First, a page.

"We're also doing 'Helium.' It's one of those impossible tricks we get through in about 3½ minutes that we worked on for two years."
Because they spend most of their time in Vegas, many Americans know Penn & Teller through their joint and individual TV appearances. In recent years, Jillette has been a contestant on two of the highest-rated celebrity-competition shows, "Dancing With The Stars" and "Celebrity Apprentice" (where he can still be seen in the current run. Although he was fired by Donald Trump a few weeks ago, he is a key member of finalist Clay Aiken's team).
According to Jillette, The Donald terminated him because he refused to be a part of the trumped-up (pardon the pun) drama that is part-and-parcel of any reality show worth its ratings. And that, he admitted, is probably why he doesn't see himself being the star of a program that would focus on his personal life.
"It's been talked about a little bit; I'm not enthusiastic about it," he said. "What I'm mostly trying to do is get attention for our live shows so people will come out and see it, and we can keep writing new stuff and doing new stuff and have people come and enjoy it. I think if I got into something ongoing like that it would be a slight change in what I really, really want to do.
"If you woke me up in the middle of the night and asked me what I do for a living, I would say,' I'm a writer who works in the Penn & Teller show.' If you ask me to list how I see myself, I don't think "celebrity" comes up in the top 100. I understand I've been on (celebrity-oriented) shows - but it's not my self-image.
"There's a part of reality shows that just feels like the same as gossip. And that's the part I really don't enjoy. My happiest moment on 'Celebrity Apprentice' is when people comment on the idea I got for the (public service announcement he did for Aiken's charity fundraiser). The rest of that show was talking about things I considered to be akin to gossip. And that moment was talking about an idea.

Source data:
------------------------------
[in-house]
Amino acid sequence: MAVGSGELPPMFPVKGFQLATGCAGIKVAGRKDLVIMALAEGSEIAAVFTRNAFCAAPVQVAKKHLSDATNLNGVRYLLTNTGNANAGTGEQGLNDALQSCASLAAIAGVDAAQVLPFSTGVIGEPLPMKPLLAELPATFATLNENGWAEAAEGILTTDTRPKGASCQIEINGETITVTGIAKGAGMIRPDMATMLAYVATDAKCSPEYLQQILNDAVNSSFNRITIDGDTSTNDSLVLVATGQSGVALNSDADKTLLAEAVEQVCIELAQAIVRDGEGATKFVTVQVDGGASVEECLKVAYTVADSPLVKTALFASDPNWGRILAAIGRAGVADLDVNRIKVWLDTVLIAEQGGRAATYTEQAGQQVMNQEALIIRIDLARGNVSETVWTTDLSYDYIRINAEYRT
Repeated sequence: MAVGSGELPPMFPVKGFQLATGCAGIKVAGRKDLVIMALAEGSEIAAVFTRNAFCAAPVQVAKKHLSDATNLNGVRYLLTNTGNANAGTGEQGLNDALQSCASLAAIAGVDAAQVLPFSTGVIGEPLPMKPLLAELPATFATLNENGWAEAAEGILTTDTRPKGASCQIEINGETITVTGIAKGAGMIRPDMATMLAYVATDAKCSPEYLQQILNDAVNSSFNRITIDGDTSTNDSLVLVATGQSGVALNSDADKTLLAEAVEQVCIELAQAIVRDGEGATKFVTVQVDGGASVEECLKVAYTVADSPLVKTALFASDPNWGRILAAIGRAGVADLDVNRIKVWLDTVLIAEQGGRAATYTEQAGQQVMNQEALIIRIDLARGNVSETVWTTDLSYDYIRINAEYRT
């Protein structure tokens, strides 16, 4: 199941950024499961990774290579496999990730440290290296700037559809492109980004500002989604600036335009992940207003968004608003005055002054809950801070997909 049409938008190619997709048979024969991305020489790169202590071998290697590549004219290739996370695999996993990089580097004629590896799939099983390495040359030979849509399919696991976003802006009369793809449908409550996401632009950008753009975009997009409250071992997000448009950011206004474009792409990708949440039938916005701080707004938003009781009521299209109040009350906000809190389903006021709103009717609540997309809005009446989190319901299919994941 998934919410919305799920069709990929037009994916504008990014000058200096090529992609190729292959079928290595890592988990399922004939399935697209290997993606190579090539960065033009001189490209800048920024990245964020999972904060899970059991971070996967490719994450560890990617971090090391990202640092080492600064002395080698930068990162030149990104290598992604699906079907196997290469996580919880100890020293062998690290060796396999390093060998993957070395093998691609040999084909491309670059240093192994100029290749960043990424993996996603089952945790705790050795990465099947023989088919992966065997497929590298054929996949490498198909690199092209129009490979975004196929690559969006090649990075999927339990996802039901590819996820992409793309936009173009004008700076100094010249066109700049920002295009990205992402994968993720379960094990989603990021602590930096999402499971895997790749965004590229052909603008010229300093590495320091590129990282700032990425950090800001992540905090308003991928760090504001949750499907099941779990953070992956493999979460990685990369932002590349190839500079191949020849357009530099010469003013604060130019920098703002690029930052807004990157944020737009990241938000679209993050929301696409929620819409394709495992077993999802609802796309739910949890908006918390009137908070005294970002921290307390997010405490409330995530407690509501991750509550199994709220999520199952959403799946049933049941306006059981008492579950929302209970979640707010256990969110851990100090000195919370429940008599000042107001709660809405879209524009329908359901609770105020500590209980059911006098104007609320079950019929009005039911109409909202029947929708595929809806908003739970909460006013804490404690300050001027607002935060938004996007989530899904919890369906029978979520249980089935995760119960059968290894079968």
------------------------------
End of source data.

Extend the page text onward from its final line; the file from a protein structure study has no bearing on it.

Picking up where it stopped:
"How much Clay (Aiken) or Lou (Ferrigno) got on my nerves just isn't something I'm very interested in."
Show time is 9 p.m. Friday and Saturday. Admission is $75. Call 800-735-1420, or go to www.ticketmaster.com.
Helping hand from Hagar
Rocker Sammy Hagar will be on hand Friday afternoon to open Sammy's Beach Bar at Bally's Atlantic City. The golden-maned former (and possibly future, for all we know) Van Halen front man isn't just making the scene on the strand to beat the drum about the al fresco saloon that is named in his honor. He'll also be handing over a check for $10,000 to St. Nicholas of Tolentine R.C. Church, which has fed the homeless for years.
After the ceremony, Hagar will head up the Boardwalk to Showboat Atlantic City where he'll gig at House of Blues with his band, Chickenfoot, which also includes six-string deity Joe Satriani, Red Hot Chilli Peppers' drummer, Chad Smith and former Van Halen bass man, Michael Anthony.
Show time is 9 p.m. Admission is $62.50, $54.50 and $49.50. For tickets, call 609-236-2583, or go to www.hob.com/atlanticcity.